Album review: Feeder – Tallulah

I’ve spent many a hazy night in student bars and indie clubs singing along to Feeder’s huge hit Buck Rogers. I’ve drunkenly wailed out ‘I think we’re gonna make it,’ and in my inebriated state thought, you know what? I think we are. It’s one of those songs that has continued to be played throughout the years. And whilst I’m sure the Feeder boys have got tired of playing it (you know what it’s like going to work and having to do the same task day in day out) the rest of the world never did.
Whilst many of Feeder’s contemporaries have been making a good career in the years that followed from nostalgia, playing those huge nineties and noughties indie anthems live, Feeder have continued to release album after album to add to their already impressive legacy. Whilst a lot of their most commercial hits came from that era, there’s a whole lot more to this band to discover if you’ve not been keeping up. New album ,Talulah, takes them into double figures. So what can we expect from album number ten? They’ve released an album of experimental jazz and drum & bass, right? Nah, of course not. They’ve stuck to what they do best and made an album featuring twelve catchy indie stompers to toss yourself around too in an indie club, just like I did all those years ago to Buck Rogers.
The album is testament to them that after all these years they are still producing the same quality of Indie music that they always have. We already had a preview of the album with leading single, Fear of Flying, a guitar lead pop/rock track that you’ll have stuck in your head after the first listen. Feeder clearly know the importance of kicking things off with a killer opening track and they have definitely put their best foot forward first with Youth, a nostalgic and euphoric road trip tale, where Grant sings about running off to California. It sounds like it’s been made to be the opening title track to an American teen drama. The pace continues throughout, kicking out potential hit after potential hit, sing along anthem after sing along anthem.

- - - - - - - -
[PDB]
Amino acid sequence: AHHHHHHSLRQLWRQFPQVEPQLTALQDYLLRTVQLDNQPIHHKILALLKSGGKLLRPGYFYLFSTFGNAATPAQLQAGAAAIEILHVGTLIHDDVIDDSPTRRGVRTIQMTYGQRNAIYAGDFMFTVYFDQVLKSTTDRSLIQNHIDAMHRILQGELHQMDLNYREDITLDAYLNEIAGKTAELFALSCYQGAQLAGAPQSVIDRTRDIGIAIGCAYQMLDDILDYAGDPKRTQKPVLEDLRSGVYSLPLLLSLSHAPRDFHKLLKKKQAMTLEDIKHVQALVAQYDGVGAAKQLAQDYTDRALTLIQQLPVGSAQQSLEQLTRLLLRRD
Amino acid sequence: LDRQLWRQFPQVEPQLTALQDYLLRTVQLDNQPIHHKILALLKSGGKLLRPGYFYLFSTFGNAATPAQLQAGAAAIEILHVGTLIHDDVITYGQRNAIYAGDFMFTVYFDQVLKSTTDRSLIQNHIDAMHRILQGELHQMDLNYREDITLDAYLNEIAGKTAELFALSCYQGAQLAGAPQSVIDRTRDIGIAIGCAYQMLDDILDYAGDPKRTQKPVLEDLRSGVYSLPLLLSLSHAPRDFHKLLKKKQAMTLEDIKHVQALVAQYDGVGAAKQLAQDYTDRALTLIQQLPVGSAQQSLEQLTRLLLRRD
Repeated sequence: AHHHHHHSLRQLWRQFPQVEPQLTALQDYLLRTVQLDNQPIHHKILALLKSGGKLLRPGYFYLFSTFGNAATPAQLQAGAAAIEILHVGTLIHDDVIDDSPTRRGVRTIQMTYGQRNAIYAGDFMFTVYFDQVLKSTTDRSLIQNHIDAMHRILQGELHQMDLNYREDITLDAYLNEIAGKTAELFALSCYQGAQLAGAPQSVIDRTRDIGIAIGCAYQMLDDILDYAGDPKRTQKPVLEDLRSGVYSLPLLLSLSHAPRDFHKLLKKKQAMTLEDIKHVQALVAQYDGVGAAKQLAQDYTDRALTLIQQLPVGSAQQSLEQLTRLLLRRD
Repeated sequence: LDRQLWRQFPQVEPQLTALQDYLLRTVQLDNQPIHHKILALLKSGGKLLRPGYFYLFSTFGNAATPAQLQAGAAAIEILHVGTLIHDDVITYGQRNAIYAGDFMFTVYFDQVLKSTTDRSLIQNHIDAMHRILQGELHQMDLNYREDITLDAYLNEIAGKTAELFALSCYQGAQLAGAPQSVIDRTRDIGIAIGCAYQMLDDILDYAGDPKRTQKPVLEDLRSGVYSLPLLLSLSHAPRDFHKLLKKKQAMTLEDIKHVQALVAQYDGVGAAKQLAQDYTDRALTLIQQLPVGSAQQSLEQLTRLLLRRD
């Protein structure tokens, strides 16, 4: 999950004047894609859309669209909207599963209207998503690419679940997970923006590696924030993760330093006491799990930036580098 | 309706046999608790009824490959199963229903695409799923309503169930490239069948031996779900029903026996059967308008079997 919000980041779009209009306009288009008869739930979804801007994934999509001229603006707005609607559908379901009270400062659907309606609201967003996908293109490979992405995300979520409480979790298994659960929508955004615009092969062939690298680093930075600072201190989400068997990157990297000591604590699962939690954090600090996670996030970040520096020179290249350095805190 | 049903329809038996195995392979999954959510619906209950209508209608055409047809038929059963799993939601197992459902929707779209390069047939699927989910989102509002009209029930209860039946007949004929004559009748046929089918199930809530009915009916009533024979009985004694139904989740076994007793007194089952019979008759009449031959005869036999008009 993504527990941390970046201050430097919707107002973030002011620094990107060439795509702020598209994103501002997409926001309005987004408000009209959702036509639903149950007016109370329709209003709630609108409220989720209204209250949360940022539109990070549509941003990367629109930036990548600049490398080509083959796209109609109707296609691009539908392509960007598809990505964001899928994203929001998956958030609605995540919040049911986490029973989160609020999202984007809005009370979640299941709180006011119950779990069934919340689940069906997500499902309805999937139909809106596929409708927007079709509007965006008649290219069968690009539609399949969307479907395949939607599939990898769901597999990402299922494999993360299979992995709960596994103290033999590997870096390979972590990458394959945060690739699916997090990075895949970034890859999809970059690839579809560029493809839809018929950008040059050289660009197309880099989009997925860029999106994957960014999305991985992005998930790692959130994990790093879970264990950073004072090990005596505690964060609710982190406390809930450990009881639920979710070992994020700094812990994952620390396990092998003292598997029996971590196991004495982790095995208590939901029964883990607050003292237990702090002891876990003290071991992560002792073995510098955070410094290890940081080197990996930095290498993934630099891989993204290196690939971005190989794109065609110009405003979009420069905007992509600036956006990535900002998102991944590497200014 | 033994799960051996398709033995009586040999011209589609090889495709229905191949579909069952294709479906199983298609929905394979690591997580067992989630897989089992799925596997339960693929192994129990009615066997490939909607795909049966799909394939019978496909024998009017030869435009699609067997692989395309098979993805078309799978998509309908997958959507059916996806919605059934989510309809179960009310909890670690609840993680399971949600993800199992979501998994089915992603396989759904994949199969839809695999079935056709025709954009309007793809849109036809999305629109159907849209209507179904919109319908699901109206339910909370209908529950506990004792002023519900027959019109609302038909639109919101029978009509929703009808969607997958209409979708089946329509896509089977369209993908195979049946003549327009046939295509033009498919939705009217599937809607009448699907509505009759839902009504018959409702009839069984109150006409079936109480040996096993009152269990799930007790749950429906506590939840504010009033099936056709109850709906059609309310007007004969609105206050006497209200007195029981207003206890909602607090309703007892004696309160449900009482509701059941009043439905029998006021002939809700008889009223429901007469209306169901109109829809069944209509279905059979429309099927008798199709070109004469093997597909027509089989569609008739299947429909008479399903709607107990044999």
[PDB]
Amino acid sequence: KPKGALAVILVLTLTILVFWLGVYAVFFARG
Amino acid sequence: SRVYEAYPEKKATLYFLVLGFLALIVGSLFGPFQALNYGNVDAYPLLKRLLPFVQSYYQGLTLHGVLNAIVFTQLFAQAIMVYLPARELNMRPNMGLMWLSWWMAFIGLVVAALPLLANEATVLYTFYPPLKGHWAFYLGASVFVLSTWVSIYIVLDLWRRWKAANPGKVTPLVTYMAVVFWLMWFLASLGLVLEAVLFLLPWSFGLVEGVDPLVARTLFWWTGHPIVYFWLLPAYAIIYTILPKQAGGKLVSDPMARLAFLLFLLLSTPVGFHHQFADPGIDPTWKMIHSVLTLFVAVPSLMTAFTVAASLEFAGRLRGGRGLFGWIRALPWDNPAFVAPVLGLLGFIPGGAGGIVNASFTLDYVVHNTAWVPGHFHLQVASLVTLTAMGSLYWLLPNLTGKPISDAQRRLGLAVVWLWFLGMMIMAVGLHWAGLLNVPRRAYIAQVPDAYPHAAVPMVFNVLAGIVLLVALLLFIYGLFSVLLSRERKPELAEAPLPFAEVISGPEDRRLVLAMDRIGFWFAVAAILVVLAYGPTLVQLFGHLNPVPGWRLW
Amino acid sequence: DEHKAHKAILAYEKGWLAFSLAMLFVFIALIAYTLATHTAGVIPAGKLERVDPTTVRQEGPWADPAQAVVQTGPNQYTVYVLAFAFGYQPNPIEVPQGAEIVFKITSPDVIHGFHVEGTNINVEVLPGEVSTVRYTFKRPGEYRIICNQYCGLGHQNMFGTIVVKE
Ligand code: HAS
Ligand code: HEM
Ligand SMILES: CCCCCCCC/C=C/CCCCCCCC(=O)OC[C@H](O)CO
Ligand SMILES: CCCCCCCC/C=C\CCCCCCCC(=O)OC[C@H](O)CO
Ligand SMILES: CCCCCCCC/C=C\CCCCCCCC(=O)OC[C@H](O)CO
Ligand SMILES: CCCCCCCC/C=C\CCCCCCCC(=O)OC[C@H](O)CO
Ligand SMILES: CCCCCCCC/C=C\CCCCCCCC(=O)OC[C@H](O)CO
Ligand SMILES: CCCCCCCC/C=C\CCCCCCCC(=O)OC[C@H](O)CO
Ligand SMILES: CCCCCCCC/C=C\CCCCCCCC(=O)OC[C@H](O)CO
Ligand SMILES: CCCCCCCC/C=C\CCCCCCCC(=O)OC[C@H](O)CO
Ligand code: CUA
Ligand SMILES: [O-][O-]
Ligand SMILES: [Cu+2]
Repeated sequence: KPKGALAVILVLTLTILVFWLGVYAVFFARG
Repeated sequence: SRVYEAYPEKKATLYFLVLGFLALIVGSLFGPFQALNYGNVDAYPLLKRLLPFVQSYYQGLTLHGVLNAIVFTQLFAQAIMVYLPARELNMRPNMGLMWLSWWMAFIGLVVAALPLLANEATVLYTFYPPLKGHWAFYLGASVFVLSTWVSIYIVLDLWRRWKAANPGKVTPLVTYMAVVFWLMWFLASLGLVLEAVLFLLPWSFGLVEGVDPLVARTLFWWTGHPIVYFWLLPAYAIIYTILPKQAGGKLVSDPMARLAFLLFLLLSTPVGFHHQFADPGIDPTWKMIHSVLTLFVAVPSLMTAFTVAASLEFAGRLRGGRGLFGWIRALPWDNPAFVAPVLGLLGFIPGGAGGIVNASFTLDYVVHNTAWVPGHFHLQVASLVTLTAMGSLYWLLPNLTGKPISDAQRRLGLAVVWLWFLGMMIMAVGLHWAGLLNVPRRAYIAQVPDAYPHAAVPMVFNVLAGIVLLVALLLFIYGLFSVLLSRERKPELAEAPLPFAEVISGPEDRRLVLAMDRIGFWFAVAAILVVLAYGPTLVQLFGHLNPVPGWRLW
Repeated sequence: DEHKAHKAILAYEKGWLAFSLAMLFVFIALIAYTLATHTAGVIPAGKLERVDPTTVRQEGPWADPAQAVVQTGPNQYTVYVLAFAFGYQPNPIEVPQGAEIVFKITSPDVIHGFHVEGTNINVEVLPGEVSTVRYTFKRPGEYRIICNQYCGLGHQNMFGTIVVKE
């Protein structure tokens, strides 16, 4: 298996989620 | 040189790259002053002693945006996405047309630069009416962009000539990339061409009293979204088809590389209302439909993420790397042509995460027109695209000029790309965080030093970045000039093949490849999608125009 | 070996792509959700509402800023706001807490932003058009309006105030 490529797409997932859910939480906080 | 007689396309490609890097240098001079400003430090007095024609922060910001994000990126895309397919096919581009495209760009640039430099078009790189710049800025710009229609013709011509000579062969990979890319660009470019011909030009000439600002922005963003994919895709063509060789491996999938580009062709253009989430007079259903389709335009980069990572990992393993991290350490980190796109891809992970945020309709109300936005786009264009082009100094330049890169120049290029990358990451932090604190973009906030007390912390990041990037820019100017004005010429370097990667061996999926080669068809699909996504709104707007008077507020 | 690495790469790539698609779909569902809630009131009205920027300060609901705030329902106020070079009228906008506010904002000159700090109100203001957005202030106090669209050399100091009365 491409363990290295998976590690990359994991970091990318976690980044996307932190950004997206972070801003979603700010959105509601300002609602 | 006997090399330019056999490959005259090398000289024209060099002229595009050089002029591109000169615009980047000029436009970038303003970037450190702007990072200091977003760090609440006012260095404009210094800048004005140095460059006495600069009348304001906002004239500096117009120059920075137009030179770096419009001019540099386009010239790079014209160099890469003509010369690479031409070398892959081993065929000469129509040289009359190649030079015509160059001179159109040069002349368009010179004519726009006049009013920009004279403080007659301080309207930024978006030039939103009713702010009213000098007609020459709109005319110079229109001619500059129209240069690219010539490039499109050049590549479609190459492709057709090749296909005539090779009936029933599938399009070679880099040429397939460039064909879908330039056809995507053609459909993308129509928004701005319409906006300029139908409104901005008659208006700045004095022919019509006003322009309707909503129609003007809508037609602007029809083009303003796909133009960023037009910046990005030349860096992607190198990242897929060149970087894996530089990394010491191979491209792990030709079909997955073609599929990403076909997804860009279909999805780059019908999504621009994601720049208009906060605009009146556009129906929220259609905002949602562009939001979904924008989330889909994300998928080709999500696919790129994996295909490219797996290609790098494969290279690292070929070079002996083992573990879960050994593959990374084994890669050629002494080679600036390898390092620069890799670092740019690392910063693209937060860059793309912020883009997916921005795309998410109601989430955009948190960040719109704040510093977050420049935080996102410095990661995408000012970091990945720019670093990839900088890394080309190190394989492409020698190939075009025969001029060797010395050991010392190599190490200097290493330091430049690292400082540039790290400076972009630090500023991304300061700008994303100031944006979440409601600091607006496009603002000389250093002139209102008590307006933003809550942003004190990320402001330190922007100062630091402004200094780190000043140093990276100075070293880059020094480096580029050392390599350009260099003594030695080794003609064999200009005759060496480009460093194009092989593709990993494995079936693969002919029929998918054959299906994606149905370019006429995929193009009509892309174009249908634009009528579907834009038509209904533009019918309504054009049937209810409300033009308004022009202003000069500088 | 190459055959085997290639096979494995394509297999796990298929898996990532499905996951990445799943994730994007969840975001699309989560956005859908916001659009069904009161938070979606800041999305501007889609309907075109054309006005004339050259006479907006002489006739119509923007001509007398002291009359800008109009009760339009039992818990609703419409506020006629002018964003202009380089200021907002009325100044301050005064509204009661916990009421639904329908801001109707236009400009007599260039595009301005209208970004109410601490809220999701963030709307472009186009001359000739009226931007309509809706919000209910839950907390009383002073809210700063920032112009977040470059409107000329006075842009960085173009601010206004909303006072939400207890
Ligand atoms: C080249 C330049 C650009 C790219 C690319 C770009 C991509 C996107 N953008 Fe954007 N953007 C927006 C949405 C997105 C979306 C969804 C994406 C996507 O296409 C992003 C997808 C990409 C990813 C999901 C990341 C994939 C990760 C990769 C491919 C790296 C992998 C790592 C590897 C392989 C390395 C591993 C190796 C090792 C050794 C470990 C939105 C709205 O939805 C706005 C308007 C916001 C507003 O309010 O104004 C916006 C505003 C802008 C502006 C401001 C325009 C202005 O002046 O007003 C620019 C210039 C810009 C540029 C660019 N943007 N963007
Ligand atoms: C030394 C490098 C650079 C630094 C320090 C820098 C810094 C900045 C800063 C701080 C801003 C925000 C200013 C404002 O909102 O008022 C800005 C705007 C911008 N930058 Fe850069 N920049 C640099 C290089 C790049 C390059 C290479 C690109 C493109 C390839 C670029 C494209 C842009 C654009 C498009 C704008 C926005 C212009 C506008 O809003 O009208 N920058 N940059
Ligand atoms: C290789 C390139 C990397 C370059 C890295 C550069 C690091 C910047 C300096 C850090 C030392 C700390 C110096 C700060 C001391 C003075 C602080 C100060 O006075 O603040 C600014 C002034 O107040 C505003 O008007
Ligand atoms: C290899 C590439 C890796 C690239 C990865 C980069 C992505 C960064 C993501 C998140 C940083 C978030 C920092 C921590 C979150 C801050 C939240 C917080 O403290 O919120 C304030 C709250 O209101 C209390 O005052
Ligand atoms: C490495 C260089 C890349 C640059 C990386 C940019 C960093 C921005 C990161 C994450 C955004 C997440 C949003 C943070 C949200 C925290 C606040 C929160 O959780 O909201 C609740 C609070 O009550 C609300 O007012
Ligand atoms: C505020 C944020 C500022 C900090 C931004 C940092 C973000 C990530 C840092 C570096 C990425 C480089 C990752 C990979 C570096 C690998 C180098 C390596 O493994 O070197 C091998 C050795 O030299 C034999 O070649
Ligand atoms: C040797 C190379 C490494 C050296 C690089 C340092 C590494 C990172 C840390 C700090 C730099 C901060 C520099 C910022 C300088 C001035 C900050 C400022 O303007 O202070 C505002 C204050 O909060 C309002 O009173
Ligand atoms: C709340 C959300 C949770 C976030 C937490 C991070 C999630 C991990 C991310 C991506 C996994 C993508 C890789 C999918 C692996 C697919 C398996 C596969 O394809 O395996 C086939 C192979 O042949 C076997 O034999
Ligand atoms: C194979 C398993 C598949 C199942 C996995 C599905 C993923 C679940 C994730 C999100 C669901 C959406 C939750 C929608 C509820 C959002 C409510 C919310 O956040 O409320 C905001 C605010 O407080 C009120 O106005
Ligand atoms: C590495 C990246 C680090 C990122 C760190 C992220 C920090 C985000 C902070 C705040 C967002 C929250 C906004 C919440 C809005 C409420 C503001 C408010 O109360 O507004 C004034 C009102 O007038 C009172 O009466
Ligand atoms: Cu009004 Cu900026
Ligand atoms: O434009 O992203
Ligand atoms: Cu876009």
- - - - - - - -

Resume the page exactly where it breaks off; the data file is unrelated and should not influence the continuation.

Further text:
There are so many songs on Talulah that could be singles (that is if the traditional idea of a single still exists in these days of streaming). I found myself stopping the album at different points throughout the day as I listened to it enough times to write this review. Whichever was the last song I listened to last remained rattling round my head until I was able to pick it up again. The main offenders being Youth, Blue Sky Blue and Rodeo. The pace keeps up right until the final throws, slowing it down on fist clenching power ballad Windmill and acoustic closer Lonely Hollow Days, where we see a more emotive side to the boys.
Feeder have got their own sound. They know how to put a great guitar riff and a catchy tune. Whilst their songs sound great on record and on the radio (and of course in the student bars), with all the killer hooks on Talulah, it will no doubt sound great when the album tour follows in November. Take a look at the dates below.

1st – Portsmouth, Pyramids
2nd – Exeter, Great Hal
4th – Oxford, O2 Academy
5th – Norwich, UEA
7th – Leeds, Beckett University
8th – Cardiff, Great Hall
10th – Newcastle, O2 Academy
11th – Birmingham, O2 Institute
13th – Inverness, Ironworks
14th – Glasgow, Barrowland
16th – Manchester, Albert Hall
17th – Manchester, Albert Hall
19th – Lincoln, Engine Room
20th – Nottingham, Rock City
22nd – London, Roundhouse
23rd – London, Roundhouse

Tallulah is out now.

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